Making Cordage By Hand
by Norm Kidder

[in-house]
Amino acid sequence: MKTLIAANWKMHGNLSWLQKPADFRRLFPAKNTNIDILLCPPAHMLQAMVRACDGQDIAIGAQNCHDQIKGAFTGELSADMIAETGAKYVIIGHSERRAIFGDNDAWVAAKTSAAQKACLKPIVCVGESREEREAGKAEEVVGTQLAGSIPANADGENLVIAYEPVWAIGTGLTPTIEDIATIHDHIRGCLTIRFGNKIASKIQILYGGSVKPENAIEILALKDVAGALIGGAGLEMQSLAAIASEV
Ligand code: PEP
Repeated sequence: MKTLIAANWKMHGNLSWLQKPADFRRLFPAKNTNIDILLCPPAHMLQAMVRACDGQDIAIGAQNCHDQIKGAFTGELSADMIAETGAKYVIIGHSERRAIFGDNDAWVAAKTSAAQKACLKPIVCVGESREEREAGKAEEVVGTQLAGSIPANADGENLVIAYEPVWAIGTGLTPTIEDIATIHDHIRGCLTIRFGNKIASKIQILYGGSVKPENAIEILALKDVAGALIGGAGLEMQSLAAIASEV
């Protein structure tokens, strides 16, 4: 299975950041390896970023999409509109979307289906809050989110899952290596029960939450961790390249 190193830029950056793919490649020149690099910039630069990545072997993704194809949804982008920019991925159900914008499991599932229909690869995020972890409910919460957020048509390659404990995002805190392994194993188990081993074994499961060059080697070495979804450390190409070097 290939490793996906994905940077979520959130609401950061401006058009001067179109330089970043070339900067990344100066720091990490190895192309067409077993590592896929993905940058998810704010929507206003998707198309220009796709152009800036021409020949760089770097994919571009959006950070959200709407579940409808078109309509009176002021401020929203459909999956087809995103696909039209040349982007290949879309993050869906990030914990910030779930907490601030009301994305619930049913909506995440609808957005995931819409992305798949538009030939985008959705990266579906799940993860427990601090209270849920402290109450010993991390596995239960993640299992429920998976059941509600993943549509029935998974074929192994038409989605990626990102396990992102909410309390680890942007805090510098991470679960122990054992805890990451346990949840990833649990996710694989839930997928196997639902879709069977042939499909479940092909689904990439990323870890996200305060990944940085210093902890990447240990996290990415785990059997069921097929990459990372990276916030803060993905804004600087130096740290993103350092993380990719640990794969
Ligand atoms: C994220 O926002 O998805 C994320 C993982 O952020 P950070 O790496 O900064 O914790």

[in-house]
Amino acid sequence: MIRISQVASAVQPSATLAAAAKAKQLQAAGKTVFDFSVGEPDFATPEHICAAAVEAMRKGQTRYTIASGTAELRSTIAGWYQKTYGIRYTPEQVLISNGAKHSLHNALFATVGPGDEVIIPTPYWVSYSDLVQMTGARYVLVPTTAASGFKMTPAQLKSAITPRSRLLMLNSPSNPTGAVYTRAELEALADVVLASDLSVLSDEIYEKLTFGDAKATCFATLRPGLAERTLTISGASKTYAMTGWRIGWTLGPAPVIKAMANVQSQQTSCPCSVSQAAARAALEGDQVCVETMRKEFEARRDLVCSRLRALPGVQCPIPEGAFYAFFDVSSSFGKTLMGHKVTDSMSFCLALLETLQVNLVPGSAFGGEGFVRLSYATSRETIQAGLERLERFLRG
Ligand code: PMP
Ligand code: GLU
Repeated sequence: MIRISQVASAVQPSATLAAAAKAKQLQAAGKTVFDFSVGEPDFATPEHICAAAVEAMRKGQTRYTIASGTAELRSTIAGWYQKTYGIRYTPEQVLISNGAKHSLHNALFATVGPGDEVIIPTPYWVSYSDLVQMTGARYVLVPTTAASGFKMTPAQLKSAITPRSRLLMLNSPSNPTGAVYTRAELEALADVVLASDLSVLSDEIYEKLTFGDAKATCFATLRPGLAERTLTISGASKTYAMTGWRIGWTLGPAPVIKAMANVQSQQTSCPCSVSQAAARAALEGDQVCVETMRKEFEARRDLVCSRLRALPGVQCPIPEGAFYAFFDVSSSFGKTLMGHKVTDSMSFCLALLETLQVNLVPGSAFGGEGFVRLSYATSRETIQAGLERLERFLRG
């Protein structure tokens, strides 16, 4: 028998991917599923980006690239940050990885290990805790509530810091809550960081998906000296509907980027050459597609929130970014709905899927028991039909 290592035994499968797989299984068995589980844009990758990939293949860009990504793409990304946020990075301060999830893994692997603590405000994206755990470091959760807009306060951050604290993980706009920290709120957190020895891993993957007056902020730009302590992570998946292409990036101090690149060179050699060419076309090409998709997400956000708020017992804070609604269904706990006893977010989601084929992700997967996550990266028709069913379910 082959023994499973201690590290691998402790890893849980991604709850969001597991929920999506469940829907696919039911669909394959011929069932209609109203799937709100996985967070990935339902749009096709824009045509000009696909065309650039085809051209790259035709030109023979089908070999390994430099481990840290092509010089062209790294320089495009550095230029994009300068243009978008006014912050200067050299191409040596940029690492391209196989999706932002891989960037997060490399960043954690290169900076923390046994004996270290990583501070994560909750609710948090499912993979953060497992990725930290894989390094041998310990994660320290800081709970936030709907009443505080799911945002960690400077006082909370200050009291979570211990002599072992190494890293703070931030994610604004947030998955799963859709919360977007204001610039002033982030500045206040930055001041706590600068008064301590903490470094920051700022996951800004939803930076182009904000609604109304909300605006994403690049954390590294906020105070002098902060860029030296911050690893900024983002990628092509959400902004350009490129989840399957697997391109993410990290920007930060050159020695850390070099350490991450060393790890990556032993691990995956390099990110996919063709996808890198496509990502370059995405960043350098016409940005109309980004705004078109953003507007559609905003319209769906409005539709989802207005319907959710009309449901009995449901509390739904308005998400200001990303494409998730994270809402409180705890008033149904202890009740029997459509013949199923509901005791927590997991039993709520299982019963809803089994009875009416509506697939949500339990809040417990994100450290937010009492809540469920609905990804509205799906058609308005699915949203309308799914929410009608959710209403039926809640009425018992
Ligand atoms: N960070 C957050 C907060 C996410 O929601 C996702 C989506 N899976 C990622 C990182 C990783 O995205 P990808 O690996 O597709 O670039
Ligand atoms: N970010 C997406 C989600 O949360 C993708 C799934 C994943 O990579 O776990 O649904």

Cordage (rope and string) can be made from many different fibers including (Bast) Dogbane, Milkweed, Nettles,Hemp, Flax; (Leaves) Cattail, Yucca, Agave, Douglas Iris; (Bark) Willow, Maple, Basswood, Cedar; (Root)Leather Root, Beach Lupine; (Whole stem) Tule, straw, Juncus. Each material has specific requirements forextracting and preparing the fibers, but there are only two basic ways for using the fibers to make a cord: braiding(or plaiting) and twining. Braiding was usually done with flat, split materials such as cattail or flattened straw.The instructions in this article will deal only with twining, specifically with two ply (S-twist, Z ply, also calledright handed) cordage.After preparing a bundle of fiber half the thickness of the finished cord, place your hands six to twelve inchesapart and about one third of the way from one end. Twisting the fibers clockwise with both hands, wind thebundle tight (making single-ply cordage).Bring your hands closer together and keep twisting. The kink should rotate on its own in a counterclockwise direction (Fig. la& b). Twist until two or three rotations occur (Fig. 2a & b). Thisis the start of a two ply cord. At this time you can attach the endto something (or someone) which can rotate (free-end) and keeptwisting with both hands turning clockwise OR you can attachthe end to something solid (fixed-end) and begin twisting andcounter-rotating (see below).Counter-rotating, one form of finger-twisting, involves eachhand applying a clockwise (S) twist into a ply, while passing theright ply over, and the left ply under (counter-clockwise or Z-plying). In Figure 3a, your left hand twists ply A clockwise,while your right hand does the same with ply B. At the sametime, you pass ply B over and behind your left thumb and lock itin place with your remaining fingers, as in Figure 3b. You thentake A in your right hand and B in your left and repeat, over andover and over again! These two methods are particularly handywith larger and coarser materials such as cattail and tule ropes.Finger-twisting finer material is usually done completely in thehand, with the finished string being wound on a bobbin or nettingneedle as you go. Your left hand acts to control tension whileyour right hand does the twisting. Begin as in Figure 1, then placethe Y (the point where the two plys come together) between yourleft thumb and fore finger. Take the lower of the two ply strands and twist it tightly clockwise until it beginsto kink. Lock the twist in by closing your remaining three fingers over the strand (see Fig. 4a.).